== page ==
“For Vanguard, we needed 72 funding partners to get the $8 million we ultimately needed to build it. It was really hard. It almost killed me.”
Today, 33,000 kilos of laundry are washed every week at Vanguard, for more than 100 customers including hospitals, hotels and restaurants. It employs 70 people, most of whom had been long-term unemployed due to chronic mental illness and, to date, 14 employees have transitioned out of the laundry and into careers, Terry’s ultimate goal. Due to this success, he’s looking to replicate the model around Australia.
Terry and Scott, both of whom received start-up and scale-up funding from Westpac Foundation, say part of the solution to the financial pressures social entrepreneurs face is getting more corporates to evolve their social responsibility support models, particularly in key areas of finance and investment, procurement and employee volunteering.
While the past decade has seen an uplift in impact investment – funds with flexible terms tied to outcomes – they believe impact investor’s expectations of returns are often “unrealistically high”.
“We get circled by a lot of impact investors who want to be able to come in and make profitable social enterprises. But the reality is that we’re working with some of the most underprivileged people in Australia, in an economy with some of the most expensive award rates in the world,” Terry says.
STREAT, which is “tantalisingly close” to being self-funded, was built using a combination of “heroic” philanthropic funding from overseas, one-off stimulus from the Gillard government, a very generous property purchase, and grants and impact investment. Scott says she doesn’t think she’d be able to get the funding again if she was to do it now.
“Many impact investors are in things like green buildings, where they can get 18 percent. They can't get 18 percent with us. The expectation has been warped and we've got to just get more realistic about what's possible,” says Scott.
Aside from funding, another real game-changer for social entrepreneurs is in corporate’s buying decisions. By actively sourcing products or services from social enterprises, particularly using long-term contracts at commercial rates, corporates can help those businesses to thrive.
Terry says Vanguard was sparked by a nine-year “anchor contract” to do the laundry for Toowoomba’s local private hospital, St.Vincent’s. The hospital’s CEO had decided to outsource its laundry requirements and told Terry he’d give him the contract, if he could raise the money needed to build the facilities.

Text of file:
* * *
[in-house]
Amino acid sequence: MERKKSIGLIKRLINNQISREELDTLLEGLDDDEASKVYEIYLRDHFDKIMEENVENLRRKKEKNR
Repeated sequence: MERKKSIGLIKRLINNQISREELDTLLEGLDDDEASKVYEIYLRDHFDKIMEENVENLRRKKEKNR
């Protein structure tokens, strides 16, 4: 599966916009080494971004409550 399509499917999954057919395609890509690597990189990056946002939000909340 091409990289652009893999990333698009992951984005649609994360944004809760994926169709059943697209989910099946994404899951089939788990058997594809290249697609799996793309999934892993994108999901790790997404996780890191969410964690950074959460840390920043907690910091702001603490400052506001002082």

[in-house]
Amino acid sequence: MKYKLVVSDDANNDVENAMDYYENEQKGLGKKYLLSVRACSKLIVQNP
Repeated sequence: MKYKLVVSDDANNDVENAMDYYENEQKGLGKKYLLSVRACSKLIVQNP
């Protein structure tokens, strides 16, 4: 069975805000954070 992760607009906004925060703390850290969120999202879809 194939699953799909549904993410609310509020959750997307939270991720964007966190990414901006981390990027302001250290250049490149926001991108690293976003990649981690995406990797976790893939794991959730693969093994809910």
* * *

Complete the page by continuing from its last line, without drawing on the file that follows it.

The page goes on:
“We need courageous procurement teams like that,” he says. “Because the idea of giving a local mental health non-profit a nine year anchor contract for a laundry when they've never washed in a laundry before would scare the hell out of most people.”
Scott says STREAT is also benefiting from growing interest in social procurement, and calls out the new framework adopted by the Victorian government which has led to 35 state government departments and agencies now procuring catering services from STREAT, equating to 10 per cent of its catering revenue last financial year.
Both Scott and Terry, considered by many of their peers as pioneers of the social enterprise sector, are determined to play a role in helping eliminate some of the barriers they faced when building their businesses. Terry is in early discussions with Westpac, Minter Ellison and others about a concept called White Box that he expects to be ready early this year.
“The idea is to create an establishment entity that can build more social enterprises and get more procurement opportunities, as a way of funding people, like me in the early days, to go and build these things,” he says.
“The social enterprise sector needs to grow, but we need more resources. Philanthropy will not be able to match the needs. We need backing from both government and the corporate sector.”
STREAT and Vanguard Laundry have received funding from Westpac Foundation and finance from Westpac. Luke Terry is also a Westpac Social Change Fellow. Westpac Foundation’s major focus, as outlined in its , is on funding social enterprises with a goal to create more than 10,000 jobs for vulnerable Australians over 10 years. Westpac's commitment to increase supply chain opportunities for social enterprises is outlined in its Supplier Inclusion and Diversity Policy.